If you’re looking to travel abroad — and especially if you’re looking to work while doing so — it might be tough to convince yourself you can find a cool boutique hotel that caters to a lot of different price points, as well as surround yourself with people that will help you feel like you should still get your work done. That’s the goal of Selina , an emerging co-working and traveling hospitality service that opens up campuses geared toward fitting those niches across Central America. What started as originally just a real estate company has now turned into a venture-funded startup called Selina, which goes around the world creating a different kind of hotel product out of renovated older properties. Instead of just renting out a room in an Airbnb or paying for a hotel room in a boutique hotel, or some co-working space, Selina aims to be a more streamlined way to get that mixture of a community experience, a boutique hotel feel, and the ease of getting a consistent experience across multiple different properties. The company said today it’s raised $95 million from Abraaj Group and WeWork founder Adam Neumann. “There are lifestyle hotels, surf camps, co-working places, hostels, and all those kinds of properties, Yoav Gery, Selina’s president, said. “A lot of companies talk the same talk. What was different about us and what we were telling the world is we were doing something different in the hospitality world. We’re creating a much more holistic program for the traveler. It’s not just a hotel, or for co-working.

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Bumble responds to Match’s patent lawsuit

Yesterday we reported that Match, the parent company of Tinder, was suing Bumble for patent infringement and misuse of intellectual property. Specifically, Match alleged that Bumble “copied Tinder’s world-changing, card-swipe-based, mutual opt-in premise” for which a patent was filed  in 2013 (before Bumble was founded) but just granted a few months ago . Today Bumble has responded to Match’s lawsuit with a letter published on their own blog and other news outlets. The full letter is linked here and we’ll also include it in full at the bottom of this post. Interestingly, Bumble’s letter focuses less on the actual litigation and instead attempts to fill in readers about the context in which Match has decided to sue over this patent claim. Specifically, the letter notes that this lawsuit comes after Match has made repeated attempts to buy Bumble  as well as launch a copy cat “lady’s first” feature.  While Bumble or Match have never publicly acknowledged negotiations between the two companies, sources close to the situation have confirmed in the past to TechCrunch that there were multiple back and forth offers from Match which fell short of Bumble’s desired valuation. With sources close to the two companies telling TechCrunch that this is the first time Match has ever mentioned possible patent infringements by Bumble, it’s very possible that Match feels that discussions have stalled and this is their way of either forcing the deal forward or making Bumble an unattractive target for other bidders that may be scared off by this potential legal liability. The letter shows that Bumble essentially agrees with this analysis, as they openly call out the lawsuit as an intimidation tactic by saying “we swipe left on your attempted scare tactics, and on these endless games. We swipe left on your assumption that a baseless lawsuit would intimidate us.” While anything is possible (especially in the world of M&A), the letter also strongly suggests that as of now any chance of a deal between the two companies are seriously off the table, as Bumble says “we’ll never be yours, no matter the price tag”. When asked if any company besides Match has made a competing offer, Bumble founder Whitney Wolfe Herd told TechCrunch that “Bumble is very excited about other potential opportunities that are still very much in discussion, and none of the recent news has affected these conversations.” In regards to the lawsuit itself, Bumble does say (in a footnote) that they “vigorously dispute this lawsuit’s baseless claims and look forward to telling their story in court”. It’s going to be interesting to see what happens next. If Bumble has truly swiped left on Match for good, than the dating conglomerate may feel like they have nothing to lose by pursuing their lawsuit against Bumble for as long as possible. Or, maybe it is all one big negotiating technique and they’ll end up dropping it before coming back to Bumble with a larger offer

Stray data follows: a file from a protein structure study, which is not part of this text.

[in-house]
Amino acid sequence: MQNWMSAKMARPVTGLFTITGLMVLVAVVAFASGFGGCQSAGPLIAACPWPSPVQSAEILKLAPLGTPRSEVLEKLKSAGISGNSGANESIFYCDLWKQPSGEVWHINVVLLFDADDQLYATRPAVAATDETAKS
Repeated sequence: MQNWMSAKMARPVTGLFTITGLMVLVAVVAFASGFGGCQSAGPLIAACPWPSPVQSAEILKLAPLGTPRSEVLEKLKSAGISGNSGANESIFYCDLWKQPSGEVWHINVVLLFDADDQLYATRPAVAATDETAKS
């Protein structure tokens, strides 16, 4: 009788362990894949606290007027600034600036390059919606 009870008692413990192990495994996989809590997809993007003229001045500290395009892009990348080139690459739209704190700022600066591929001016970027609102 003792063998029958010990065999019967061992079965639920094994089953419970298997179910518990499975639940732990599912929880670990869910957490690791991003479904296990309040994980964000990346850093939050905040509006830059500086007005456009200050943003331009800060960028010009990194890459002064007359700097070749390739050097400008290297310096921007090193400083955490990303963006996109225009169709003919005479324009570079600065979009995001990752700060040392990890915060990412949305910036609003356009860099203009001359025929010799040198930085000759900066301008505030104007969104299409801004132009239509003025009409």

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Making mastodon gummies, Geltor is recreating a truly paleo diet

 Most paleo dieters try to stick to some type of regimen similar to what they think our distant, pre-agricultural ancestors might’ve eaten. Few, however, talk about eating literally what those ancestors ate. Yet for Geltor, a Silicon Valley-backed start-up based in San Leandro, synthethic biology became the ticket for creating just such a literal understanding of the paleo diet.… Read More